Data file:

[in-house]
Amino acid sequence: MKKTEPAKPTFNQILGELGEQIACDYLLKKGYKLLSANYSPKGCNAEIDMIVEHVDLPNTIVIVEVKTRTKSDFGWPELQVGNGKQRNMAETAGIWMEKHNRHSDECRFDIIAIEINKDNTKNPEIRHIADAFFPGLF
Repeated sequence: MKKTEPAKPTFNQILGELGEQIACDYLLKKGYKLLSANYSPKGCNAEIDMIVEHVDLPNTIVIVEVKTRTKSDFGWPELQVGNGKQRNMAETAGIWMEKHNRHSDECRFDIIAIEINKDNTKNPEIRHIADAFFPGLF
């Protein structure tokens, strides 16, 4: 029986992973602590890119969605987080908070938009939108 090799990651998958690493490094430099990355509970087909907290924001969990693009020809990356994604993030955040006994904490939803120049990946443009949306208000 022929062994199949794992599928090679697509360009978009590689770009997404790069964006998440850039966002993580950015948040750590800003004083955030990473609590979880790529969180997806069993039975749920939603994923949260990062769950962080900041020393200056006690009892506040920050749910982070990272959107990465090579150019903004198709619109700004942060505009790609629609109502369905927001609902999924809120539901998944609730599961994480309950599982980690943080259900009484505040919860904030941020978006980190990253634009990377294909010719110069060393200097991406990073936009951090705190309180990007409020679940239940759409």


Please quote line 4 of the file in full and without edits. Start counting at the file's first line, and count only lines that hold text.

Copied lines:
């Protein structure tokens, strides 16, 4: 029986992973602590890119969605987080908070938009939108 090799990651998958690493490094430099990355509970087909907290924001969990693009020809990356994604993030955040006994904490939803120049990946443009949306208000 022929062994199949794992599928090679697509360009978009590689770009997404790069964006998440850039966002993580950015948040750590800003004083955030990473609590979880790529969180997806069993039975749920939603994923949260990062769950962080900041020393200056006690009892506040920050749910982070990272959107990465090579150019903004198709619109700004942060505009790609629609109502369905927001609902999924809120539901998944609730599961994480309950599982980690943080259900009484505040919860904030941020978006980190990253634009990377294909010719110069060393200097991406990073936009951090705190309180990007409020679940239940759409």